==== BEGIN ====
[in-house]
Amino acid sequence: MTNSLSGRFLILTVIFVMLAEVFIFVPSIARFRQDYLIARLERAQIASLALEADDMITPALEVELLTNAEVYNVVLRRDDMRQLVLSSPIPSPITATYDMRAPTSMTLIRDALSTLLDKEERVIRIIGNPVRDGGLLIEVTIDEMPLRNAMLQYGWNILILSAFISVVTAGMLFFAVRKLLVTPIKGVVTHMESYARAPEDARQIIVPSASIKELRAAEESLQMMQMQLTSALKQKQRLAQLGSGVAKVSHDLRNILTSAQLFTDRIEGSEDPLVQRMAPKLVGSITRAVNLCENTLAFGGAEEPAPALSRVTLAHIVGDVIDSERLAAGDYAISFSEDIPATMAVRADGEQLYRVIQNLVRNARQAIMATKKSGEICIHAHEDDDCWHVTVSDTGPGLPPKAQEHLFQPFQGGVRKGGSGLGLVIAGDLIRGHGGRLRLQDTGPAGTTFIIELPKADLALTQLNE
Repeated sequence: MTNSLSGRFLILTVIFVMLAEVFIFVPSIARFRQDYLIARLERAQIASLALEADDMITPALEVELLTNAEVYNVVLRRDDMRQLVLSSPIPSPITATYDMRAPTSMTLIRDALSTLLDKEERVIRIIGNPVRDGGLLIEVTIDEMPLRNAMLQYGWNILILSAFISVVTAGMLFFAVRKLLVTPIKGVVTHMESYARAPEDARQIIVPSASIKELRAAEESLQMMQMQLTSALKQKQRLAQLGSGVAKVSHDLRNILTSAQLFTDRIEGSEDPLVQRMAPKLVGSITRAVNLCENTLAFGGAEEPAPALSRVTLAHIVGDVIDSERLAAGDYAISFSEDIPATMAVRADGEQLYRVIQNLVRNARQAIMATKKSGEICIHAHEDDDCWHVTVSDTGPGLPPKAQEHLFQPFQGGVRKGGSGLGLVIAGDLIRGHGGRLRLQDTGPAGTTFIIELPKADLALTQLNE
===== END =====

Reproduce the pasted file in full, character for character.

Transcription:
[in-house]
Amino acid sequence: MTNSLSGRFLILTVIFVMLAEVFIFVPSIARFRQDYLIARLERAQIASLALEADDMITPALEVELLTNAEVYNVVLRRDDMRQLVLSSPIPSPITATYDMRAPTSMTLIRDALSTLLDKEERVIRIIGNPVRDGGLLIEVTIDEMPLRNAMLQYGWNILILSAFISVVTAGMLFFAVRKLLVTPIKGVVTHMESYARAPEDARQIIVPSASIKELRAAEESLQMMQMQLTSALKQKQRLAQLGSGVAKVSHDLRNILTSAQLFTDRIEGSEDPLVQRMAPKLVGSITRAVNLCENTLAFGGAEEPAPALSRVTLAHIVGDVIDSERLAAGDYAISFSEDIPATMAVRADGEQLYRVIQNLVRNARQAIMATKKSGEICIHAHEDDDCWHVTVSDTGPGLPPKAQEHLFQPFQGGVRKGGSGLGLVIAGDLIRGHGGRLRLQDTGPAGTTFIIELPKADLALTQLNE
Repeated sequence: MTNSLSGRFLILTVIFVMLAEVFIFVPSIARFRQDYLIARLERAQIASLALEADDMITPALEVELLTNAEVYNVVLRRDDMRQLVLSSPIPSPITATYDMRAPTSMTLIRDALSTLLDKEERVIRIIGNPVRDGGLLIEVTIDEMPLRNAMLQYGWNILILSAFISVVTAGMLFFAVRKLLVTPIKGVVTHMESYARAPEDARQIIVPSASIKELRAAEESLQMMQMQLTSALKQKQRLAQLGSGVAKVSHDLRNILTSAQLFTDRIEGSEDPLVQRMAPKLVGSITRAVNLCENTLAFGGAEEPAPALSRVTLAHIVGDVIDSERLAAGDYAISFSEDIPATMAVRADGEQLYRVIQNLVRNARQAIMATKKSGEICIHAHEDDDCWHVTVSDTGPGLPPKAQEHLFQPFQGGVRKGGSGLGLVIAGDLIRGHGGRLRLQDTGPAGTTFIIELPKADLALTQLNE